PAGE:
ROS have been implicated in a variety of different pathologies , as their presence in the cell can oxidatively damage DNA, proteins and lipids. Elevated polyamine oxidation produces H2O2 that, in the presence of transition metals, generates a highly toxic ROS, the hydroxyl radical (•OH), which most commonly oxidizes DNA to produce G→T mutations that are widely found in mutated oncogenes and tumour suppressor genes [56,57]. Further, oxidative damage can lead to single- or double-strand breaks, point and frameshift mutations, chromosomal abnormalities, modified amino acid residues and inhibition of DNA repair and anti-oxidant enzymes, thereby hampering the cellular response to oxidative damage and ROS production. Additionally, ROS can act as signalling molecules and have been shown to activate various MAPKs (mitogen-activated protein kinases), NF-κB and AP-1 (activator protein 1) transcription factors .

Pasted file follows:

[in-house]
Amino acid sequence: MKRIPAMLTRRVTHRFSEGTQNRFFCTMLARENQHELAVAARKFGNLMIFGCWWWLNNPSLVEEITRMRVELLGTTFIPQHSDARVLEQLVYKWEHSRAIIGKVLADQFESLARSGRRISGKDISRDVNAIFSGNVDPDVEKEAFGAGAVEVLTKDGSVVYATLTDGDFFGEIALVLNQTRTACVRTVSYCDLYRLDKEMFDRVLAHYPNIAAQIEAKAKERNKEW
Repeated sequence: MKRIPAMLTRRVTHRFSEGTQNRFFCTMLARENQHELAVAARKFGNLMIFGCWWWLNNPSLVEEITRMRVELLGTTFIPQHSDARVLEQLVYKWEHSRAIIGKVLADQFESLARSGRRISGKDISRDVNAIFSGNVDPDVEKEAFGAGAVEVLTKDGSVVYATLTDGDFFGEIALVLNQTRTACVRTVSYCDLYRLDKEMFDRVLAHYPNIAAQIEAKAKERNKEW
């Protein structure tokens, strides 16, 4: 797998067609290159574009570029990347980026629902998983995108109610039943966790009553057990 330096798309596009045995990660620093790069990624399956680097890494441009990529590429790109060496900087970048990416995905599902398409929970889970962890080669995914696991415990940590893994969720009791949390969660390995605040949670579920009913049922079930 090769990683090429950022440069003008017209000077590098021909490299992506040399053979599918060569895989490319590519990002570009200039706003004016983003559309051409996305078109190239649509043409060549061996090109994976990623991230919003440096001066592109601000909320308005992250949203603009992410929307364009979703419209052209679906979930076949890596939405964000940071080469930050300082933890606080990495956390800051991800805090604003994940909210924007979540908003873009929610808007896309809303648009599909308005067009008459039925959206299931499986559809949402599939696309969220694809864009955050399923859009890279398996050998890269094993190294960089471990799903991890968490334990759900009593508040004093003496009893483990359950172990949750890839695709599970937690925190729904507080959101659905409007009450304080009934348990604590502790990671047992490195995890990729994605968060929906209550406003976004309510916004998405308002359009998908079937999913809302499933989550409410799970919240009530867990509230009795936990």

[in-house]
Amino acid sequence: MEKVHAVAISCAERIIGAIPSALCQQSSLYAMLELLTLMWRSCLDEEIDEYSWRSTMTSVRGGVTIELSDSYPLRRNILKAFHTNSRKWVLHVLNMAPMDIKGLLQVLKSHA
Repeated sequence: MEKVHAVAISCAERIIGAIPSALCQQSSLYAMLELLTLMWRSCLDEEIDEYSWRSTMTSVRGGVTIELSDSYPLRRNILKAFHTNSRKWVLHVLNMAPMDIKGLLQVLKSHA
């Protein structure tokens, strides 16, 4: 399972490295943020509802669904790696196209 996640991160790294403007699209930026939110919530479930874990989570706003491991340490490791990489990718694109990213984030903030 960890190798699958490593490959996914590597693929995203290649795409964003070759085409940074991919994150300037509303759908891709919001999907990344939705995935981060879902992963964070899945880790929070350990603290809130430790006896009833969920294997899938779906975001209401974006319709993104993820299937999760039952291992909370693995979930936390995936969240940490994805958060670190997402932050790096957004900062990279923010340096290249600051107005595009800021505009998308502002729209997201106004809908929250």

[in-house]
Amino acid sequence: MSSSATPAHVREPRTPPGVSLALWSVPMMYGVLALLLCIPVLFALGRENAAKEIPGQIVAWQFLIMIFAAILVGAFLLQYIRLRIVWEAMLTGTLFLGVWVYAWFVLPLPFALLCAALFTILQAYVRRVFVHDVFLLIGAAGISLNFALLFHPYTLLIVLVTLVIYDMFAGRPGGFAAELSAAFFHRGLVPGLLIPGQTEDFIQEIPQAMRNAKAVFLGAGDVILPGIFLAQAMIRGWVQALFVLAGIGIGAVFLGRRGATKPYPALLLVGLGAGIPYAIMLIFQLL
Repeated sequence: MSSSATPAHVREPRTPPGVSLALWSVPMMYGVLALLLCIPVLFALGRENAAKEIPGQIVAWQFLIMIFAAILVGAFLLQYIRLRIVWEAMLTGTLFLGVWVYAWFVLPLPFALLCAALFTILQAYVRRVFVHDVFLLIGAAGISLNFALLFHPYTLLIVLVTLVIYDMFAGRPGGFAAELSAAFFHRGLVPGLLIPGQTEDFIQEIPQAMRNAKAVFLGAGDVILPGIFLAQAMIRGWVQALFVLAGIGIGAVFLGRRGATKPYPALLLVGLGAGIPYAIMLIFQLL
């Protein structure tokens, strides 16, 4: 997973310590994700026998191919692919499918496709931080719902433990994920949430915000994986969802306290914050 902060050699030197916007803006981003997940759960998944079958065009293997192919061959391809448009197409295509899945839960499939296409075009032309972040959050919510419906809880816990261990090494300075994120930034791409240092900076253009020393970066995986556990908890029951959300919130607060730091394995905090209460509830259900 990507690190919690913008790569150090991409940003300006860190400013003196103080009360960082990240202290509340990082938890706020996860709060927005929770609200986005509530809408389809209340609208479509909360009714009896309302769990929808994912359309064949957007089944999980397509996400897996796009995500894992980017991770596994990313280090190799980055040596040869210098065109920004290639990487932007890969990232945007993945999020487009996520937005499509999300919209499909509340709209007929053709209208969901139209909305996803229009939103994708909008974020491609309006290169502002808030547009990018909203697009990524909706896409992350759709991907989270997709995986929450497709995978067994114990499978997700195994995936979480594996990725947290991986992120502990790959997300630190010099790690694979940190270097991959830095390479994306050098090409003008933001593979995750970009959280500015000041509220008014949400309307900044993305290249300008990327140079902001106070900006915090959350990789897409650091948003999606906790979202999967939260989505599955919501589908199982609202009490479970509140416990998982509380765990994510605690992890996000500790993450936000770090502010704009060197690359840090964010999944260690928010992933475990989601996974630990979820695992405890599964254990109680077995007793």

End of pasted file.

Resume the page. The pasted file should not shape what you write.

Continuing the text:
The production of H2O2 via elevated polyamine oxidation has been implicated in the cytotoxic response of specific human tumour cell types to a variety of anti-tumour polyamine analogues, thus providing a promising target for antineoplastic intervention . However, in normal, non-cancerous cells, up-regulation of polyamine oxidation and H2O2 generation can have undesirable effects. We have shown that H2O2 produced by macrophages in response to H. pylori (a pathogen which affects approximately 50% of the world population and is associated with peptic ulcers and gastric cancer) infection is due to the induction of macrophage SMO/PAOh1 by this pathogen . The results of these studies not only provided insight as to how H. pylori might escape macrophage-mediated cell death, but also suggested a possible direct link between H. pylori infection and gastric cancer. This possible link is supported by the observation that gastric epithelial cells exposed to H. pylori demonstrate a rapid and significant increase in SMO/PAOh1 mRNA and protein . The resulting H2O2 was sufficient to produce DNA damage and apoptosis, as these effects could be significantly attenuated through the use of siRNA specifically targeting SMO/PAOh1. The association between H. pylori infection and SMO/PAOh1 expression was further confirmed in gastric epithelial cells from patients with diagnosed H. pylori-induced gastritis . These results taken together demonstrate a mechanism by which H. pylori infection can lead directly to DNA damage in gastric epithelial cells through induction of SMO/PAOh1, and further suggest the possibility that DNA damage produced in this manner may lead to mutations necessary for the development of H. pylori-induced gastric cancer (Figure 1).